But first, let's talk about how we (or at least I) get inspired to cook. When I was young, I somehow started to realize that cookbooks were great nighttime reading. I think it started during a visit to my grandmother's home, but I can't be sure exactly. And that was even in the time before the new age of cookbook, inspired by cooking blogs, where recipes are wrapped in with stories of the cookbook author's personal life. They were just recipes, hard and flat and exact, sometimes accompanied by a glossy photo that showcased the final recipe just right, and sometimes just lonely black type on a thin page wrinkled with age and smudged with a streak of dried batter. There was something about those recipes that made me go to bed feeling both inspired and creative. And then came the cookbook blogs. Cooks who were also writers started to put words behind the feeling that comes with cooking, how it's wrapped up in our sense of self and our memories and the world we create around us. I became an avid follower of those blogs, and an even more avid cook. Today, most of the recipes that I make are inspired by the blogs I read. I also have a few trusty cookbooks that I return to again and again, and I love Pinterest as a window into the whole cooking blog world.
I've also had the fortune of living in so many different countries, and experiencing the cuisines of the world firsthand, which has really helped define me as a cook. First, I've often had the opportunity to eat the real thing in it's most authentic form, so I know what it looks like and tastes like. I don't often read a recipe, and say "ummm what the heck is Okonomiyaki?" or "what do they mean by Chinjiang vinegar? How is that different from other vinegar?" I also realize that the world is such a diverse place with endless cuisines, varying not only by country, but also by locality, so it's a never-ending source of inspiration. That might be what I love the most. That, or that we, ourselves, as cooks, can constantly keep re-inventing recipes. That's what I try to do. I am inspired by a recipe that I read, or a food that I tried, and I want to re-invent it to my own particular tastes.
But I didn't do that this time. I saw a recipe on Pinterest that somehow combined the American banana bread obsession with the German love for poppy seeds, and it was perfect, just as it is.
Poppy seed, known as Mohn in Germany, is a favorite flavor for pastries and sweets. Usually eaten as a dense, sugary filling in a variety of cakes, or sprinkled over Germknödel, it has a bit of a different characteristic than American poppy seed baked goods, which tend to be more sparing with the poppy seeds. I think sometimes Americans even wonder if poppy seeds have a taste, or if they are more for decoration? In Germany, we like a strong poppy seed flavor, often almost like a thick paste or band of jam filling - but with the crunchy texture of the seeds and that unmistakeable earthy, flowery taste of poppy.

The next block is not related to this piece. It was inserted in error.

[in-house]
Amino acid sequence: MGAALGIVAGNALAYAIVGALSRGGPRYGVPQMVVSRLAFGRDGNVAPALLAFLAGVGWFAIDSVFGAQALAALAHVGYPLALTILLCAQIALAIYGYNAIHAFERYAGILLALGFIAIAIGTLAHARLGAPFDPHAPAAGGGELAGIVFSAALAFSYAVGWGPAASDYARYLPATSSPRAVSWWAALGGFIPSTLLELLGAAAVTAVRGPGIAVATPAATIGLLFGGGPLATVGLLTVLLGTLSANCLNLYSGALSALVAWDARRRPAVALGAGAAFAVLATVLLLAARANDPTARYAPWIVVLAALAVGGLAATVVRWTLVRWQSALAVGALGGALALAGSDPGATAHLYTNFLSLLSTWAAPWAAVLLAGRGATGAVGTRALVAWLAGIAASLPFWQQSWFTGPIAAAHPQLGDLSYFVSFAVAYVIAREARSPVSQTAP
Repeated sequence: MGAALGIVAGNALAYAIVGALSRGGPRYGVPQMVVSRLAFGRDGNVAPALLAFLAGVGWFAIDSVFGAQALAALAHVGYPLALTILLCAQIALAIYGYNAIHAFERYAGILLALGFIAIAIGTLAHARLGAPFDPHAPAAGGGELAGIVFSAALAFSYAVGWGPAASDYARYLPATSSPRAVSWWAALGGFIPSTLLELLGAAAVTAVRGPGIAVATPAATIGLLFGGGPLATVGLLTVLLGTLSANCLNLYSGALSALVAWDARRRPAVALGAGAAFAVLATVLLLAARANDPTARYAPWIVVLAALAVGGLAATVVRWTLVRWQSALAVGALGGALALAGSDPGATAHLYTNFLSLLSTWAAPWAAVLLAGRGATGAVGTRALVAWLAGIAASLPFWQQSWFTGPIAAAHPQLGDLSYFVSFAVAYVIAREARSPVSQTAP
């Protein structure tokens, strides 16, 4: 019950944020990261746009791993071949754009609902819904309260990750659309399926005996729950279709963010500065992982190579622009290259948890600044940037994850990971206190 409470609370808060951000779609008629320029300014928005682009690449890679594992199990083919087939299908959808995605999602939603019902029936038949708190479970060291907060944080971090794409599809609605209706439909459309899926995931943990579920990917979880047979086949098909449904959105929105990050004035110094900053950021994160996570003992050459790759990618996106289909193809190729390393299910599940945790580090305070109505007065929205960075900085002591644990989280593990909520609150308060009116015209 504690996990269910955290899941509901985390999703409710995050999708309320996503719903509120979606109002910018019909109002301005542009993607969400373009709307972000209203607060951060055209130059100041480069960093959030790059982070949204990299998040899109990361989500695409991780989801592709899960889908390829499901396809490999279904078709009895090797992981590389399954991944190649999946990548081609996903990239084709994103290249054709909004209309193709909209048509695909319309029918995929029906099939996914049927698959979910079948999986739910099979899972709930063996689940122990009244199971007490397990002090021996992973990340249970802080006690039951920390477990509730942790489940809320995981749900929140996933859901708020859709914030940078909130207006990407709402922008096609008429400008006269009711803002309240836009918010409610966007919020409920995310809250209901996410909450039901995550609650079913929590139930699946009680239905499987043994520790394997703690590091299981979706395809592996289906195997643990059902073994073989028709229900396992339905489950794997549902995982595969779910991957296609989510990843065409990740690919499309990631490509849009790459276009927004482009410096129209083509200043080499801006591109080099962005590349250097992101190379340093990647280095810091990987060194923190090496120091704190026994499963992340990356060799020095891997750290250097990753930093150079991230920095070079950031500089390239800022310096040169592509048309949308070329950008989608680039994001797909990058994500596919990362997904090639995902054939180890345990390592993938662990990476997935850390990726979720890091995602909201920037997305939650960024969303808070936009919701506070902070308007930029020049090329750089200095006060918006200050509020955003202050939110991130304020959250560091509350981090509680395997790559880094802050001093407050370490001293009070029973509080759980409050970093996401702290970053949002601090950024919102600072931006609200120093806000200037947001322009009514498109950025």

This recipe doesn't yet venture into the realm of true poppy seed glory - the seeds should be ground into a paste to release their oils in order to reach peak fragrance and flavor - but it flirts along the edges of that. The cake is laden with so many poppy seeds that the flavor and crunch is unmistakeable. I think you'll enjoy it!
Banana Poppy Seed Cake
from the view from great island
2 Tbsp unsalted butter, at room temperature
2/3 cup (140 g) white sugar
1/2 cup (120 g) sour cream
2 ripe bananas, mashed
1/2 cup (65 g) poppy seeds
1 Tbsp vanilla extract
1 cup (125 g) white flour
1/4 teaspoon salt
1/2 teaspoon baking soda
The Vanilla Bean Frosting
3-4 oz (approx 100 g) cream cheese, at room temperature (about half the 8 oz package)
2 Tbsp unsalted butter, at room temperature
the seeds from 1 vanilla bean
2 cups (320 g) powdered sugar
milk or cream for thinning the icing
a squeeze of fresh lemon juice
- Preheat oven to 175C/350F
- Cream the butter, sugar and sour cream together. Beat in the egg, mashed bananas and vanilla.
- Sift the flour, salt and baking soda into the wet mixture. Mix together just until thoroughly combined. Fold in the poppy seeds.
- Spread the batter into a buttered and floured 8x8 square baking pan.
- Bake for about 25 minutes until a toothpick just comes out clean.
- Cool before frosting.
- To make the frosting--- mix everything together until you have a thick, creamy, spreadable consistency. Taste to adjust your lemon juice.
- Spread the frosting thickly onto the cooled cake.